Fahrenheit 451
Ray Bradbury
Contributed by Ariane Heyne
Section 9

From after leaving Faber’s through the death of the fake Montag

Montag glances through the windows of other people’s houses to see their TV parlors, allowing him to watch the Hound track him on the broadcast. Montag witnesses the Hound hesitate when it reaches Faber’s house, before it quickly moves along. Montag continues in his run in the direction of the river, and he hears a Seashell radio announcement saying that everyone needs to look out of their windows and doors after a countdown from 10. He gets to the river at the point where everyone in the neighborhood begins opening their doors and windows. To prevent the Hound from noticing his scent, he goes into the river. The current then causes him to drift away. He is able to avoid the police helicopter searchlights, and he sees them fly away. The current brings him to the countryside, where he washes ashore. He emerges from the river and is overwhelmed by nature’s sights, smells, and sounds. He is able to find the railroad tracks and he follows them. As he makes his way along them, he has a strong sense that Clarissa once walked in the same place.

He eventually reaches a spot where there is a fire surrounded by five men. The men’s leader perceives him in the shadows, and he asks him to join them. He declares that his name is Granger. Granger shows Montag a portable TV set and lets him know that they have been watching the televised chase. They were expecting that he would show up there. While the men at the fire are homeless, they are neat and clean. They also possess a considerable amount of technology. Granger hands Montag a bottle of colorless fluid. He says that he should drink it as it will alter his perspiration’s chemical index so that the Hound will be unable to find him. Granger informs him that the search has gone in the opposite direction and that the authorities will be trying to find a scapegoat to avoid humiliation. The men go to the TV to watch as the camera focuses on a man smoking a cigarette, walking down a street. The announcer says that this man is Montag, and the Hound pounces on him. The announcer says that Montag is dead and that the crime he has committed has been punished. The men think aloud that the police probably selected the scapegoat because he was walking by himself, which is considered to be an antisocial and subversive habit.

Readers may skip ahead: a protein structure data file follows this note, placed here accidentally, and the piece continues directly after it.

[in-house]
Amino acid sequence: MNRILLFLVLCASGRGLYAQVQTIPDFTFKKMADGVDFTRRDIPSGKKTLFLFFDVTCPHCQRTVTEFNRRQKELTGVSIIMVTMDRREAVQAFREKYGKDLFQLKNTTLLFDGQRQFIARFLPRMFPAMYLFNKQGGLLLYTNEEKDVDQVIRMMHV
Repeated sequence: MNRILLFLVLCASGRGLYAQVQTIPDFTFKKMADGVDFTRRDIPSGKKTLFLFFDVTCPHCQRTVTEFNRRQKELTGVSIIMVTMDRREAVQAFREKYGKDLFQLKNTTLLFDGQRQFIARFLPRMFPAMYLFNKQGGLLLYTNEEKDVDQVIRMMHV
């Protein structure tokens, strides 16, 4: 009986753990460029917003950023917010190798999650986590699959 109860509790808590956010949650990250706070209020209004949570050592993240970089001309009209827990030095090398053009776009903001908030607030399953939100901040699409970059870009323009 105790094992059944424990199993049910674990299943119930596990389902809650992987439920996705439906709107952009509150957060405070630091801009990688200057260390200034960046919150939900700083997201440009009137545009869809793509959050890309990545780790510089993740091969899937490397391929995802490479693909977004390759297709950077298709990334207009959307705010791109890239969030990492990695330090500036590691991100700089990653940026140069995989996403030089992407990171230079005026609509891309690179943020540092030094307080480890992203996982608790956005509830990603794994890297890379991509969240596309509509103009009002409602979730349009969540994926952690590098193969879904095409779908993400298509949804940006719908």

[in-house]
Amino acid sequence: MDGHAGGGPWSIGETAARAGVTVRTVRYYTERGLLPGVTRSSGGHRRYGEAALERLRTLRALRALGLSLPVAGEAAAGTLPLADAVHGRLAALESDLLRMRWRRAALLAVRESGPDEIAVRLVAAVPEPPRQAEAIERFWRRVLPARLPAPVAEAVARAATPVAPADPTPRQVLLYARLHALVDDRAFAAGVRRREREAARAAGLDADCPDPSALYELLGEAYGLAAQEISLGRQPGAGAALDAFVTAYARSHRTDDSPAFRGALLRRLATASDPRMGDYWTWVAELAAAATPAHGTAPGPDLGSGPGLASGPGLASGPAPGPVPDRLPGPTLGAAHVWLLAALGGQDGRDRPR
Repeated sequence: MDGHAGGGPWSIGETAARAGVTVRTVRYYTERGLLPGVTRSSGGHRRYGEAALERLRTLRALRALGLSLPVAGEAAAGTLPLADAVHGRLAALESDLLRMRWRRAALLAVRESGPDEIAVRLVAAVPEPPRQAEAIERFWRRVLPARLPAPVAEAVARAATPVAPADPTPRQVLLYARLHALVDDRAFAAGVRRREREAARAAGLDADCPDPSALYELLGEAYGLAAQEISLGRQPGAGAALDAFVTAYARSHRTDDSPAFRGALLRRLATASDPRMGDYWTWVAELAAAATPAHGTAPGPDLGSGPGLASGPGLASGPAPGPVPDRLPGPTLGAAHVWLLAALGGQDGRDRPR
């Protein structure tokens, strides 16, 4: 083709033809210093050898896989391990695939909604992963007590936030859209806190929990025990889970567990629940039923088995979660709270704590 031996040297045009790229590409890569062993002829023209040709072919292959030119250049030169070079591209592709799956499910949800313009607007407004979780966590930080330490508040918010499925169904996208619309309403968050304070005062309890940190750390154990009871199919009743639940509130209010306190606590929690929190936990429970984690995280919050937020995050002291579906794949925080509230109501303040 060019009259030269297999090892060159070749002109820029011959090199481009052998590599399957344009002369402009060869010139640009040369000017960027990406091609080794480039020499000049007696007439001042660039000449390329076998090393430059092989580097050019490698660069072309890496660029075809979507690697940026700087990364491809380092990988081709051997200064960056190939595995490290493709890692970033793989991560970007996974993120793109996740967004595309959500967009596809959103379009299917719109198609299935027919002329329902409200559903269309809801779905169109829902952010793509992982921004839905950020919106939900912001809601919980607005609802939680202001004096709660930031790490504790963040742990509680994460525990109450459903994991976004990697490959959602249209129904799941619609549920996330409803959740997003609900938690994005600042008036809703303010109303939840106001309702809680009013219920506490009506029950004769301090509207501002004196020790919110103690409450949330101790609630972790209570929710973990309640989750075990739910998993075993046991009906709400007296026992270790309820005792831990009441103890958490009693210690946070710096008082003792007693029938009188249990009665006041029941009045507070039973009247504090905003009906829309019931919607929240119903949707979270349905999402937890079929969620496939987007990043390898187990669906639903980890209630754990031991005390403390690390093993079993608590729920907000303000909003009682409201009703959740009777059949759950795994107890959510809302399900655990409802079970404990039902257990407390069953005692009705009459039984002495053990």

The sun burnt every day. It burnt Time . . . Time was busy burning the years and the people anyway, without any help from him. So if he burnt things with the firemen and the sun burnt Time, that meant that everything burnt!

Several devices are used by the author to increase tension during the chase sequence. This includes dramatic pauses (including when the Hound hesitates at Faber’s house), the way the Hound is described from Montag’s perspective, and the countdown to the moment when everyone opens their doors and windows (which shows that the entire city is against Montag). Montag is compelled to make an effort in trying to remember that he isn’t viewing a fictional drama but rather the real drama of his own life, which is being shown over twenty-million televisions.

Montag departs the city and its frightening realities, which he sees as a sort of séance of ghosts or stage with actors, and goes into the countryside. The newness of this creates a strange sense of unreality. As the river carries him down the river in the darkness, he is finally able to experience the freedom and quiet necessary to think.

Montag thinks about the moon, which brings to mind the sun. The sun then reminds him of fire. He comes to the conclusion that the sun is actually able to burn time. He thinks it burns away years and everyone who lives on this planet. This is an enigmatic statement, but it means only that time, which is shown by the sun’s rising and setting, is inevitable in its destruction of people and all the things they have worked for. He understands that if he continues burning things for the entirety of his life, all that is worthwhile will also be destroyed with even more speed. He starts to imagine his life as having a special purpose. He needs to use his life to help preserve life rather than destroy it. Shortly after he thinks these things, he witnesses the flame that the homeless people warm their hands near. It is the first time in his life that he has seen that fire is able to sustain as well as destroy life.

Montag contemplates the silence he experiences in the countryside, and he begins to think about Mildred. He recognizes that she would be unable to deal with the silence and this thought makes him sad. By contrast, Montag feels an increasing sense of comfort in nature’s presence. He becomes “fully aware of his entire body.” He has ceased thinking that his blood, hands, and mind are separate entities, as he did before. Montag has now become a whole person.

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